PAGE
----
1). It's easy to over fasten the insulation to the deck. I only used one layer, but I really went to town, in hindsight. The insulation only really need be held in place while you're getting the furring strips installed. Try to limit the number of screws you put in to that layer. I even had thoughts of using truss plates between multiple layers instead of screws just to keep layers from sliding around, without over penetrating the deck.

    2). I put a 2*4 on the flat over 2" of foam, going into 2*6 rafters. I used a combo of headlok, Spax powerlag, and Simpson strong drive screws as an experiment. The heakloks we're my least favorite of the three. I used the 6" version of each. The headlok were much more flexible than the other two, and if the grain on the rafters cupped out to one side, it seemed that even on a dead center approach, it would follow the grain and bust out the side of the rafter. These were yellow pine, maybe it's not an issue with SPF or eastern white pine.

    The powerlag were probably my favorite. You can get them in boxes of 200 or so off the net, and it brought the price down to a little less than what I could source the headlok a for. They drove easier, and straighter, and that made my impact batteries last longer. Bonus for the torx head instead of the other spline bit. The Simpson screws were just a little much for the application. Just too beefy for what was really needed.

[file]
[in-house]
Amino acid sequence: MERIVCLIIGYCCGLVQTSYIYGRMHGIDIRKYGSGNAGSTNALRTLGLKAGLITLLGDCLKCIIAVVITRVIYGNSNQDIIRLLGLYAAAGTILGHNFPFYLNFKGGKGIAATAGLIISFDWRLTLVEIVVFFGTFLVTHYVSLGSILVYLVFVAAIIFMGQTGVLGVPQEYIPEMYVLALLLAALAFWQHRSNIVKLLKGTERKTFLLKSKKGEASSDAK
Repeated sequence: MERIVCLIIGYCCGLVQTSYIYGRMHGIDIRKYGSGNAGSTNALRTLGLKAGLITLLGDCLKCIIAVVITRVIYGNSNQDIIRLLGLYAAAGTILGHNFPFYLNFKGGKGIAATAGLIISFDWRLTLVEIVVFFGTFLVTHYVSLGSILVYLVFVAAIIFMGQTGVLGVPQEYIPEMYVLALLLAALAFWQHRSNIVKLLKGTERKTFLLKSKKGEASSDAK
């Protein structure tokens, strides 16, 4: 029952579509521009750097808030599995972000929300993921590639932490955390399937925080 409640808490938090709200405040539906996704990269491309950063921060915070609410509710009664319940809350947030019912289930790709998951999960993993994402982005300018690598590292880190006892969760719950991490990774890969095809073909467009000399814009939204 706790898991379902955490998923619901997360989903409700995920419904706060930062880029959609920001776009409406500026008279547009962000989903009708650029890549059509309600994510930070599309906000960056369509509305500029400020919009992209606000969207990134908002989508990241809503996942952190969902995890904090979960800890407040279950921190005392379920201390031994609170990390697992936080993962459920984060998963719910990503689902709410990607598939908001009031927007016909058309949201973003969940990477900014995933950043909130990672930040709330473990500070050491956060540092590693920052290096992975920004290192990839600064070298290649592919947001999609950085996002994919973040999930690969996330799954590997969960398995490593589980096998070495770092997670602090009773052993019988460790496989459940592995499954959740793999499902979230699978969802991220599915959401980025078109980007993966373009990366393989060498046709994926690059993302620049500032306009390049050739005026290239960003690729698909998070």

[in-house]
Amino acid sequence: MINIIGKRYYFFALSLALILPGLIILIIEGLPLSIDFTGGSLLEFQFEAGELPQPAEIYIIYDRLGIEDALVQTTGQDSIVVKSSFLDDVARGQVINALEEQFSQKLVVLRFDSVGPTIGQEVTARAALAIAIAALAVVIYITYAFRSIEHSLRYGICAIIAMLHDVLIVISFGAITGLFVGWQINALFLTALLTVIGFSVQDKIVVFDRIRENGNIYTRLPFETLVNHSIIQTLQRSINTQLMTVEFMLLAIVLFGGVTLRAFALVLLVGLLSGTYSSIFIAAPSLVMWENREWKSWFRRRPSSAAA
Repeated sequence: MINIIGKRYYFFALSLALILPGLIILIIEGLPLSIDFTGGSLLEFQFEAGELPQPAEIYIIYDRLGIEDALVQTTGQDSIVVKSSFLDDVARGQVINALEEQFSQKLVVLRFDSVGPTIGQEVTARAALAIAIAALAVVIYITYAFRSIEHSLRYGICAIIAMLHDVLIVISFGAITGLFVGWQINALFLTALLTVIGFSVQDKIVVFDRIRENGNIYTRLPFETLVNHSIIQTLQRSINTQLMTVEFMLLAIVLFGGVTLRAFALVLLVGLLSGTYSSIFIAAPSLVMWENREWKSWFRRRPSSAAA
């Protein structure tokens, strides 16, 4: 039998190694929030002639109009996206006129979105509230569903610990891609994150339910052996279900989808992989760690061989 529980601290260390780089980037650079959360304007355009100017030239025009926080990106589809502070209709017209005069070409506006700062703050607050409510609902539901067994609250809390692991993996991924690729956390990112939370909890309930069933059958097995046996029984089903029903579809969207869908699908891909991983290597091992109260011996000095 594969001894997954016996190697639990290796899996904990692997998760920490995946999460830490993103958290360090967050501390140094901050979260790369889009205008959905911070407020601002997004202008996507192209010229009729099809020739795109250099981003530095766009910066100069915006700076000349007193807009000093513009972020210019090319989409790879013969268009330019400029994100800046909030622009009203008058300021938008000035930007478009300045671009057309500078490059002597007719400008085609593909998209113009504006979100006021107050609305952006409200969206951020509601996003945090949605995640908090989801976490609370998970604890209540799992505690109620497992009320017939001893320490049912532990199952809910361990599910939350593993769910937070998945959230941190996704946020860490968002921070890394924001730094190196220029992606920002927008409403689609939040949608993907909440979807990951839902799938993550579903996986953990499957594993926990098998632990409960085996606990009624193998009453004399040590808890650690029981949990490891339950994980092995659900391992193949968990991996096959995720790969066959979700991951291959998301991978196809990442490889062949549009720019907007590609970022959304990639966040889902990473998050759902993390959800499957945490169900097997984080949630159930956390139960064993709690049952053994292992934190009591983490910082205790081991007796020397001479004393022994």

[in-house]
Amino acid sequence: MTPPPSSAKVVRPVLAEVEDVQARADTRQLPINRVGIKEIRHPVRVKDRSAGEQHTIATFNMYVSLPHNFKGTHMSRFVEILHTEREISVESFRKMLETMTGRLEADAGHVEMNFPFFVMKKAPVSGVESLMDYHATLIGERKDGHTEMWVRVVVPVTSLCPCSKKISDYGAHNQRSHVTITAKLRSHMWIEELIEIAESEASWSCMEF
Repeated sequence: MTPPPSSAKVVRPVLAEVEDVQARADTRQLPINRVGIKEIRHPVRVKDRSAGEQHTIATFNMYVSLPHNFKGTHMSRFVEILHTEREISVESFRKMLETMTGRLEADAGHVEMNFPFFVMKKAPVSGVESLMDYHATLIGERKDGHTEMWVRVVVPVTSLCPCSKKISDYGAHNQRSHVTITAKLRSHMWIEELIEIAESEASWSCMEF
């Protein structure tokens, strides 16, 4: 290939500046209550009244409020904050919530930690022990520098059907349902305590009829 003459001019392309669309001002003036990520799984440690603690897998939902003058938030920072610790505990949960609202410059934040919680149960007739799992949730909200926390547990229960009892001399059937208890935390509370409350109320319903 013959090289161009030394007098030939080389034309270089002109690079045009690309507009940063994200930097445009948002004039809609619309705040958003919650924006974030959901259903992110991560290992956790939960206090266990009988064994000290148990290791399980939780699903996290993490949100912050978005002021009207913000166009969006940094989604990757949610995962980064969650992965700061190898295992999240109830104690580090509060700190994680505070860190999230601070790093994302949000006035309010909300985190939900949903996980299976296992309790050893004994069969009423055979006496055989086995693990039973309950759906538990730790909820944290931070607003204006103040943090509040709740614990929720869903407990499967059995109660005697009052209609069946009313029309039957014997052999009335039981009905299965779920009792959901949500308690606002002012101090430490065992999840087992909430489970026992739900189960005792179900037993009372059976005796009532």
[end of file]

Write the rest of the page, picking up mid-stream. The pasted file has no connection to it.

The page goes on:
3). I had about a 90% first-hit rate for getting a screw into the center of a rafter, having not prescribed the 2*4, or marking all that well. It sounds ok at first, but by the time you put in 500 screws, that's a lot of misses, and now a lot of holes in the all of the layers, short circuiting all the fancy work in between. With 6" of foam, and the 2*4, I really don't know how you'll achieve a good hit rate. I would pre drill the 2*4s on a centerline using a drill press before hand, so you can be sure that screw gets started dead straight. Youve got to be 100% aligned else you'll try 2-3 times in a few places before you really get it in there. You'll know, because it'll other screw easy, or the impact will really crank all the way down.